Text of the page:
strip bannernew-logo25Emma Bailey

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In the 2001 remake of Ocean’s 11, a troupe of con artists use an over-sized green tube, “the pinch,” to black out all of Las Vegas using an electromagnetic pulse (EMP). Unfortunate as it may be for the film industry, the only such EMP catalyst that exists is a nuclear explosion.

Nevertheless, U.S. citizens worry that criminals no longer have to resort toninini nuclear weapons or other science-fiction worthy tactics to overtake the grid. In every home there will be a soft underbelly, allowing hackers to steal private data, remotely disconnect appliances, and even black out the neighborhood. The chink in the armor: the smart meter, head honcho of The Internet of Things.

A smart meter is an online utility meter that measures the consumption of water, natural gas and electricity in a home. Through wireless transmission via radio frequency (RF) wave signals, the usage data is provided to the utility company, which supposedly uses the data to “optimize” electricity rates and schedule power generation.

While the utilities push smart meters as a way to save on energy bills, there are a wide range of concerns about their technology. From their claims to save energy which has gone unseen, to privacy concerns and alarming health issues resulting from the RF waves, the public is becoming more aware of the imminent danger from the meters.

There is evidence smart meters were developed by the U.S. Military in Ft. Meade to disrupt “the working memory” and deliberately cause the “sensation of buzzing, ticking, hissing, or knocking sounds that originate within or immediately behind the head,” reported an army report released in 2006. The radio waves “are variable…[and] can cause giddiness, nausea, and loss of consciousness,” the report reads. The technology is also tunable, meaning that it can be turned up or down from a mild interference to complete loss of bodily control with muscle spasms and unconsciousness.

Since it was anticipated by the 2006 report “that 100% of the population would be susceptible” to the effects of the radio waves put off by smart meters, the only thing left was to find a way to convince the public that they benefit from the transition. The government, utility companies, and direct energy providers use claims of a better management system for home energy usage in order to con citizens into thinking that the meters are actually a perk.

On top of the health issues from those with smart meters affixed to their homes, there are concerns about the vulnerability to commercial exploitation and criminal hacking.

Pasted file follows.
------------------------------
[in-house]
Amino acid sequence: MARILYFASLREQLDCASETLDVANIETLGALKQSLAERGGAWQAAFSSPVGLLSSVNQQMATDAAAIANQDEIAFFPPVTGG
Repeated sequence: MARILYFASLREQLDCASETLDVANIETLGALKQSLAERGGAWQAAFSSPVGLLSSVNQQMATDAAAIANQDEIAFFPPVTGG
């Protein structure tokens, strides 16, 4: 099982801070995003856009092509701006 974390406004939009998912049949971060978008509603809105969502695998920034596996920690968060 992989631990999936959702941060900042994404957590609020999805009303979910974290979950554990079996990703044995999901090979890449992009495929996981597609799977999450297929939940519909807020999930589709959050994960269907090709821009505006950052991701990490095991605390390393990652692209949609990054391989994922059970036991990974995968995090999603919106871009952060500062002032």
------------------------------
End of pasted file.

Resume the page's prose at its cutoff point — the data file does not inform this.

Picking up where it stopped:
The data of a home’s energy usage constitutes an encyclopedia’s worth of knowledge: eating routines, exercise habits, television shows, social visits and more. Variable load signatures and RFID-equipped appliances even allow power companies to know which appliances are being used and when. “Very sensitive information can be revealed about homes, and homes are the most sacred privacy environment,” says Nancy King, Oregon State business law and ethics academic.

“I think the data is going to be worth a lot more than the commodity that’s being consumed to generate the data,” says Miles Keogh, director of grants and research at the National Association of Regulatory Utility Commissioners. How long until energy metadata is sold to marketers? Or Uncle Sam? In April 2013, the San Diego Gas & Electric Company admitted to disclosing, pursuant to legal process, the energy consumption records of more than 4,000 customers.

Enter the Voluntary Code of Conduct (VCC), a protocol for the consumer privacy of energy consumption data. It was released in September 2014 by the U.S. Department of Energy for comment by the smart grid industry. A final publication is anticipated January 2015. The code states that it:
“(1) encourage[s] innovation while appropriately protecting the privacy and confidentiality of Customer Data and providing reliable, affordable electric and energy related services;
(2) provide[s] customers with appropriate access to their own Customer Data;
(3) and do[es] not infringe on or supersede any law, regulation, or governance by any applicable federal, state, or local regulatory authority.”

According to the DOE’s code of conduct, the cyber-security risk is something that will need to be managed frequently on the side of the company itself. Employees are to be trained to follow the unreleased regulatory rules placed by local and national governments, which are set to “protect” the people. Unknown government rules run by large companies – as if there’s no way that could go wrong.

Northeast Utilities – New England’s largest electric utility company serving more than 1.7 million customers – recently went public with their stance against smart meters, but that did little good in the fight to bring this issue to light. In a public statement, the company announced: “Without resolution of the [issues related to] cyber-security, it is not possible…to develop a suitable [smart meter implementation plan]. [Smart meters] introduce a brand new portal into the Companies’ information systems, significantly increasing the cyber-security risk.”

Nancy King suggests that voluntary industry compliance and consumer choice make too fragile a foundation for privacy and cyber-security. For another, if a customer wants to sell their usage data for a price, then who’s to say otherwise?

George Orwell, that’s who.

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